This law requires federally regulated employers and crown corporations to eliminate barriers that prevent people with disabilities (and other designated groups) from participating equally in the work force. It also calls for these employers to provide accommodations, such as ensuring the technology used to perform a job is accessible.

Find An Advocate

This tool helps people find disability advocates and legal support nearest them

Human Rights Protection Fact Sheet

Fact sheets to help you understand human rights in BC

Nidus Personal Planning Resource Centre

Nidus is currently the only community-based resource in Canada devoted to personal planning. It is an expert on Representation Agreements, which are a legal model for supported decision making.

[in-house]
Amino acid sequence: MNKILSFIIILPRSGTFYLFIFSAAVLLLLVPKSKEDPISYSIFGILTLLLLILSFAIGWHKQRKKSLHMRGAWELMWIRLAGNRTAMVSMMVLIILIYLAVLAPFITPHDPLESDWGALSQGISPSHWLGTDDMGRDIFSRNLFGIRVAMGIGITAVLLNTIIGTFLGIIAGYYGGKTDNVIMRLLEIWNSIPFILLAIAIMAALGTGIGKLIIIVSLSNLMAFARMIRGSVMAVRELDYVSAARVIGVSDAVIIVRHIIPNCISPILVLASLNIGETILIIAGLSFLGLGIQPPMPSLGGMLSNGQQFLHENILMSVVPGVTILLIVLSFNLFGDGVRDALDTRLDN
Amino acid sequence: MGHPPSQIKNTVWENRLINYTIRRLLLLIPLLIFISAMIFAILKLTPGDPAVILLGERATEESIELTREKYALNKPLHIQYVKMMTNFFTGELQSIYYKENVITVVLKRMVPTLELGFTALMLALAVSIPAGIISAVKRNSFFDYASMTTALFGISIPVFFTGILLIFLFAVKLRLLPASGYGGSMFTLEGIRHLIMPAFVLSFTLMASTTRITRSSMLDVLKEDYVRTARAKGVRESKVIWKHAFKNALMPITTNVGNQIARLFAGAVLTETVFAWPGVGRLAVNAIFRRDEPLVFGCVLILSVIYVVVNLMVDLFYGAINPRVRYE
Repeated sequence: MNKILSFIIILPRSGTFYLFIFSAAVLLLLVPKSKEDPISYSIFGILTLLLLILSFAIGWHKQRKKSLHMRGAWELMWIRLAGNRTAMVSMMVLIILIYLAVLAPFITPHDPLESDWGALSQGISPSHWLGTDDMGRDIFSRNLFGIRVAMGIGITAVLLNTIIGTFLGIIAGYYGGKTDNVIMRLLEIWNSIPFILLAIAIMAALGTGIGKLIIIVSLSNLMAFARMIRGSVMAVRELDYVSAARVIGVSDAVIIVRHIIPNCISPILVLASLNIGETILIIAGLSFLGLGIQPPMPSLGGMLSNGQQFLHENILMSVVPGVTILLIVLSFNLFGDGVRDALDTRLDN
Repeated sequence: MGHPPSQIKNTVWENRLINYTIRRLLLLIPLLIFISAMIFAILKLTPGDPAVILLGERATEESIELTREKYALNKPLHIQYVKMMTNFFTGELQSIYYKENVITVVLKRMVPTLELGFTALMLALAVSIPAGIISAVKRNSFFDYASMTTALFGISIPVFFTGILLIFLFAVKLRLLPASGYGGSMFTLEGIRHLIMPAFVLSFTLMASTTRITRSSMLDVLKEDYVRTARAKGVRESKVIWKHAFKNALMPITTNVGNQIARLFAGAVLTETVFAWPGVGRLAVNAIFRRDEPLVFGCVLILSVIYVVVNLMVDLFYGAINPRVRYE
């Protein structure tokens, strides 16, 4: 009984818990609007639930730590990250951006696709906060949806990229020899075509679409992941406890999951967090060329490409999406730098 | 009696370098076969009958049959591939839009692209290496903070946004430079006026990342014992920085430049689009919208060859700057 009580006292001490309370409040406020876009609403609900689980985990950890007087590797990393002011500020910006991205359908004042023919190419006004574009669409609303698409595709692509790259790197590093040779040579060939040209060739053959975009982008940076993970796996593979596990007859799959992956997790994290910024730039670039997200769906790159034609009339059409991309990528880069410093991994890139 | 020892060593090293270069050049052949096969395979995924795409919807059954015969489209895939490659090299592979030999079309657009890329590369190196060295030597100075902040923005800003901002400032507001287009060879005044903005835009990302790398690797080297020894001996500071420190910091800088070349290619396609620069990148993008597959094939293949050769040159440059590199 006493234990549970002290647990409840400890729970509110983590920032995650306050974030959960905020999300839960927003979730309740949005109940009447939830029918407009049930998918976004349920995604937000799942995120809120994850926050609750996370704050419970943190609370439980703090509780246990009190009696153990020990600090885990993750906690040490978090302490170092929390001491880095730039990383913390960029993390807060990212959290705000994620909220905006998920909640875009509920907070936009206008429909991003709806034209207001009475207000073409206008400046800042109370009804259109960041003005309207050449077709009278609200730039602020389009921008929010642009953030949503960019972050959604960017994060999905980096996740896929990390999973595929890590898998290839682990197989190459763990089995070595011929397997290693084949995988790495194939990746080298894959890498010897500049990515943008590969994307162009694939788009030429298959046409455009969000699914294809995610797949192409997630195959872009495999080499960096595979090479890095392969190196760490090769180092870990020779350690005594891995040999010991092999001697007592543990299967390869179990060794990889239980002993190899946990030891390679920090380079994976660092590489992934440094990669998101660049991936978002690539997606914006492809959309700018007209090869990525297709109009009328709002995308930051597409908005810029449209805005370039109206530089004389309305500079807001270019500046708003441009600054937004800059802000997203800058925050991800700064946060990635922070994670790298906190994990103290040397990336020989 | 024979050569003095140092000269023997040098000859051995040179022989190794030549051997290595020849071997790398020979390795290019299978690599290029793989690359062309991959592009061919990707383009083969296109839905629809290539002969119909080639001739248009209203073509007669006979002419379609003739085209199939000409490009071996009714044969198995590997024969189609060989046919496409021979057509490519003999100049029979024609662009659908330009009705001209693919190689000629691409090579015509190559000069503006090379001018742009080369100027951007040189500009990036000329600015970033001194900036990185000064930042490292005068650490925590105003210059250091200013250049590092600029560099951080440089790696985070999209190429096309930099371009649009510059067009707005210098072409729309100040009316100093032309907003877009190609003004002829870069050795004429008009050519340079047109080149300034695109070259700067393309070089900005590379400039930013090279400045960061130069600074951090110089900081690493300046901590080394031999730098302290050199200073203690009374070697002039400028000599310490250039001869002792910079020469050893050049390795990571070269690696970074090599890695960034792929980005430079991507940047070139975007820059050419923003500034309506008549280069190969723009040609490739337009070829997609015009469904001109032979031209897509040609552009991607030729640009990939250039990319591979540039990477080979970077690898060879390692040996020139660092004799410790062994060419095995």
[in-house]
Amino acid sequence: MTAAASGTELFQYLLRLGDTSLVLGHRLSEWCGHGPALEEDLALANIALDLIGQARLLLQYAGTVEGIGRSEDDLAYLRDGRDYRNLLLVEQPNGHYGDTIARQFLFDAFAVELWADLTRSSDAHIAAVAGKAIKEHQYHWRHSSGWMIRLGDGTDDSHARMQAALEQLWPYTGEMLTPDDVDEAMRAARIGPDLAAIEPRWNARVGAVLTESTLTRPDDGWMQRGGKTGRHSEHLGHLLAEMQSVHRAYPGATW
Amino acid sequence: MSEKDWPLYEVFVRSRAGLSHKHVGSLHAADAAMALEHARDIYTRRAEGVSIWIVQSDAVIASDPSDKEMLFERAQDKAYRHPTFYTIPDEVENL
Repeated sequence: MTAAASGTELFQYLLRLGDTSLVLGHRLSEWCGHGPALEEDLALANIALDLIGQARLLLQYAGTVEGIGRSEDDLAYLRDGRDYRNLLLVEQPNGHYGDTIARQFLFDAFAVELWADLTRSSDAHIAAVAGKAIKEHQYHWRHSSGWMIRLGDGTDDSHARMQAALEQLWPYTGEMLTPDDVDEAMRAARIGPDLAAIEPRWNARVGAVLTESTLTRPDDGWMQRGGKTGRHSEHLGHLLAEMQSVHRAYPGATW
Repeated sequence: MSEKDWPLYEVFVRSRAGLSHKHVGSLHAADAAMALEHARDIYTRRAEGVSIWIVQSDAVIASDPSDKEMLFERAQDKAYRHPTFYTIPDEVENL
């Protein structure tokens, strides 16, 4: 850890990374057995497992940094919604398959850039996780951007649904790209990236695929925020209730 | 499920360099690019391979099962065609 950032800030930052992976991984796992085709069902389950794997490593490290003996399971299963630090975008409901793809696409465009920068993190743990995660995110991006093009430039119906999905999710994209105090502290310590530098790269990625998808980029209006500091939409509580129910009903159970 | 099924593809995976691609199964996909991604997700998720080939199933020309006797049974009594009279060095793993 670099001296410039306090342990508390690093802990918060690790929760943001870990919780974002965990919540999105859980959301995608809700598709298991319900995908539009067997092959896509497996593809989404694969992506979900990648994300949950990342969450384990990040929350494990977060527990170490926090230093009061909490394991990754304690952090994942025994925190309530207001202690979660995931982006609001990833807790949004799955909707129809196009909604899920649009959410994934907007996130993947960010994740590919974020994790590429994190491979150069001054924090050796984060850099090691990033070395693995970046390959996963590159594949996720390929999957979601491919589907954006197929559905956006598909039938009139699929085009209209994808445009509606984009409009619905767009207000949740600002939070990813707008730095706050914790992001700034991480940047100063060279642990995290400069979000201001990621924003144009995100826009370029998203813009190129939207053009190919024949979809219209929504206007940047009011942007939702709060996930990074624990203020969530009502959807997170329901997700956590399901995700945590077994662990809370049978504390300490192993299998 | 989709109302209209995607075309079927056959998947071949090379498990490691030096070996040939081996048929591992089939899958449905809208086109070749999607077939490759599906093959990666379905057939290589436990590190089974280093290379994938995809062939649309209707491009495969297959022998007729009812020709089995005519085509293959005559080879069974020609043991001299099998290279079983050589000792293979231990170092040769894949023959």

Rights of People with Disabilities

The Federal government has a page with certain laws and policies relating to the rights of persons with disabilities

Tenant Resource & Advisory Centre

Free legal education and advocacy for BC tenants

United Nations Convention on the Rights of Persons with Disabilities 

A human rights treaty of the United Nations intended to protect the rights and dignity of people with disabilities. Signed on March 30th 2007, and stressing choice, equality, and inherent rights for persons with disabilities, it addresses a range of issues, including employment, housing, education, recreation, and political life for disabled persons.

United Nations Declaration on the Rights of Disabled Persons

Adopted on 9 December 1975, the Declaration encouraged national and international protection of the rights of persons with disabilities. The Declaration reiterated the rights of persons with disabilities to education, medical services, and placement service. It further recognized their right to economic and social security, to employment, to live with their families, to participate in social and creative events, to be protected against all exploitation, abuse or degrading behaviour, and to avail themselves of legal aid.

Back to top

bottom of page